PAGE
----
Wednesday, October 27, 2021

Image of young Sophia Haish

Local historian Steve Bigolin provided this image of a young Sophia Haish, Jacob's wife. Steve recalls that it was printed as part of a publication by the First United Methodist Church of DeKalb. Sophia's age or the date of the image is unknown.

A young Sophia Haish | Image provided by Stephen Bigolin

Saturday, October 16, 2021

Obituary for Jacob's father

Below is the obituary for Christian Haish, Jacob's father, as printed in the Feb. 13, 1891, edition of the Bucyrus Journal.

Christian Haish lived much of his life in the Bucyrus, Ohio area. Clearly displayed in this document was Christian's generosity, a trait that he surely passed on to his son Jacob.

I have researched the "Haishtown" that is mentioned below and have even worked with the Bucyrus Historical Society, but no information has been uncovered regarding this area.

Click the photo to enlarge or read the text below the image.

Christian Haish obituary
"Christian Haish died at his home on Cemetery Street, Monday, Feb. 9 at 3 p.m. of infirmities incident to old age, in his eighty-eighth year. The funeral [taking] place Wednesday at 2 p.m. provided the friends from a distance who may desire to be present shall have arrived at that time.

Mr. Haish was born in Baden [Germany] and spent his early life there. He emigrated with his family to this country about sixty years ago, and has been a resident of this place most of the time since, though in the interval having lived a few years in Illinois. He was twice married and twice widowed. Seventeen children were born to him, ten of whom, so far as is known, are living. His only children here at present are his son John and daughter Mrs. A. Holm. A number of them are living in the Western States, one of whom, at least, is a prominent and wealthy manufacturer, holding some of the most valuable patents on barbed fencing wire. Besides these some of the grand-children are prominent in their respective professions.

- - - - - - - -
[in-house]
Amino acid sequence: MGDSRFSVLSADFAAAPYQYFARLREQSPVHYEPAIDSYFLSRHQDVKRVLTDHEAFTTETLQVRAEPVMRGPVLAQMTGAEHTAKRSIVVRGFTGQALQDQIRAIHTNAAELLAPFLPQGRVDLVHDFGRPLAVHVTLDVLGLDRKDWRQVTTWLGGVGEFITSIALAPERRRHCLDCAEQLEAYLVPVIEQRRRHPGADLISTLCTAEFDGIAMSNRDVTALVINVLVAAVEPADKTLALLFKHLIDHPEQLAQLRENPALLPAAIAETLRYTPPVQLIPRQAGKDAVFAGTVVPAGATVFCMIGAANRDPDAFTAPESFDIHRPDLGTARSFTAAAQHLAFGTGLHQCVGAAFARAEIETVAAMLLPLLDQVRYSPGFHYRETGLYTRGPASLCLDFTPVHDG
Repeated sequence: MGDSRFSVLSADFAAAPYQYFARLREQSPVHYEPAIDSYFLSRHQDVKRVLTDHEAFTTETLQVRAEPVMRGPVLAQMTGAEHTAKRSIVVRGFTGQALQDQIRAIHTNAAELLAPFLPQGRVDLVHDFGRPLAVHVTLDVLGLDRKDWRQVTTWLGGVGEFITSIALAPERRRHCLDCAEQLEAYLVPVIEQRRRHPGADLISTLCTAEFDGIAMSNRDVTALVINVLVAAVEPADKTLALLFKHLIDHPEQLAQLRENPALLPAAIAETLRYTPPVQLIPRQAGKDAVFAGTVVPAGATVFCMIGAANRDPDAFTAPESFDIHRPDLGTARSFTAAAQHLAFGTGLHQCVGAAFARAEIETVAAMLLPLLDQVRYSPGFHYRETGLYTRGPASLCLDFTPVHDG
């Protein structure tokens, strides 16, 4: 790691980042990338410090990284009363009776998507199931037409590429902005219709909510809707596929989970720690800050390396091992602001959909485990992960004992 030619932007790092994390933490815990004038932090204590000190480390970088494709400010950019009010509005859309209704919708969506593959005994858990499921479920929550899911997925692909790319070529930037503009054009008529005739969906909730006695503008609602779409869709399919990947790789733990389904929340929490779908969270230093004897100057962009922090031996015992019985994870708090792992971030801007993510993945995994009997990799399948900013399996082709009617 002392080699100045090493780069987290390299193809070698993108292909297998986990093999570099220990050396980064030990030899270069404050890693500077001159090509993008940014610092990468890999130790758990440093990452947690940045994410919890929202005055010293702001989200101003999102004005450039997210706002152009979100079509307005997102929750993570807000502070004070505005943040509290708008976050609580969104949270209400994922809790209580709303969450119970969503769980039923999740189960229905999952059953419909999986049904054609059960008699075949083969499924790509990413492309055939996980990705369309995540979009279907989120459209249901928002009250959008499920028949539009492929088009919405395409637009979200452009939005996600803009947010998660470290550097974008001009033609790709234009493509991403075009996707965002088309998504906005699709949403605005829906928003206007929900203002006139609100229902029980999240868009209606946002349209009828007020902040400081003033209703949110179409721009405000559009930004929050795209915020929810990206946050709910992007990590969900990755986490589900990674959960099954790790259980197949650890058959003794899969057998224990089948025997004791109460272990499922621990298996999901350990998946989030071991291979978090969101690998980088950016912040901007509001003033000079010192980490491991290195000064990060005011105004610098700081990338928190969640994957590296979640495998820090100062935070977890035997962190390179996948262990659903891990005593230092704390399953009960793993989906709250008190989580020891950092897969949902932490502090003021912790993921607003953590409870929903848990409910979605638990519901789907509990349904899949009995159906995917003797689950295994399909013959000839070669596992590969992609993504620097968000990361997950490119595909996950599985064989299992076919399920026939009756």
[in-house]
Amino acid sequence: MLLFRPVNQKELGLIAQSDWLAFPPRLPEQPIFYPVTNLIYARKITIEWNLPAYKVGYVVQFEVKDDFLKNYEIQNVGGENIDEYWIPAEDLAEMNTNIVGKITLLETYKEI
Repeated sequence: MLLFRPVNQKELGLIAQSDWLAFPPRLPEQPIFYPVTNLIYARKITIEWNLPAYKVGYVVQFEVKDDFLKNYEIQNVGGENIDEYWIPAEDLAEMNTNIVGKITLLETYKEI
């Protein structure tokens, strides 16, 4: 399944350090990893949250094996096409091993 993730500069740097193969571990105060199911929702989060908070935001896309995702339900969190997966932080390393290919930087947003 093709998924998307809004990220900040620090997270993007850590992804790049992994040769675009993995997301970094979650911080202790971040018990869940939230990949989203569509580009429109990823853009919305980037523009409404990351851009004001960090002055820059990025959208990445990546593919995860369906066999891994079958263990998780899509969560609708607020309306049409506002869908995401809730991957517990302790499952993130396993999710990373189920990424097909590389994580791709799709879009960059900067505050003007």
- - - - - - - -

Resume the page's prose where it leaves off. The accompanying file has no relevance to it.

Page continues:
Mr. Haish has accumulated considerable property here, which, however, because of the old gentleman's compassionate nature, has not been very remunerative. He was the proprietor of that part of Cemetery Street known as Haishtown, where he owned a number of houses; and when a family became too poor or too indolent to pay rent they naturally drifted in that direction, and his houses were always filled up, but in some cases he did not receive a dollar in the way of rent on a house for years. When expostulated by members of the family for enduring this condition of things his reply always was 'Well, they must live, even if they can't pay in rent.' Aside from the immediate relatives, the loss of this class of people will be most severely felt.

During his last illness, of a week's duration, he has been tenderly ministered to by Mrs. Holm, while sympathizing neighbors have assisted his son John in looking after the comfort of the kind hearted old man, in such ways as they could."

Thursday, October 7, 2021

Another photo of the Haish mansion

Can you ever really have too many images of the beautiful (and long gone) Jacob Haish mansion? I was so happy to see this one this week. Enjoy!

Photograph of the Jacob Haish mansion, year unknown. | Courtesy of the DeKalb County History Center Archives

To see stories and photos related to the Haish mansion, click here

Wednesday, October 6, 2021

Haish featured in History Center's latest exhibit

I visited the DeKalb County History Center to tour their latest exhibit "The History of DeKalb County in 100 Objects," and I was pleasantly surprised to find Jacob Haish featured throughout the exhibit!

To learn more about the museum's "100 Objects" exhibit, click here.

Barbed wire creators on display, including Henry Rose of Waterman. Click photo to enlarge. | Photo by Jessi LaRue 

Barbed wire display | Photo by Jessi LaRue

Close-up of barbed wire samples from the three barons | Photo by Jessi LaRue

Text accompanying the barbed wire display | Photo by Jessi LaRue

Newspaper clipping mentions the famous county fair, where Glidden, Haish and Ellwood saw Rose's fencing exhibit | Photo by Jessi LaRue

A model of Henry Rose's fencing display. This fencing inspired Haish, Ellwood and Glidden to apply barbs directly to wire, rather than wood fencing. | Photo by Jessi LaRue

A patent section in the exhibit mentioned Sophia Haish, Jacob's wife, who patented her own improvements on the safety pin! Click the photo to enlarge. | Photo by Jessi LaRue

To read more about Henry Rose's story, click here

To learn more about Sophia Haish's safety pin patent, click here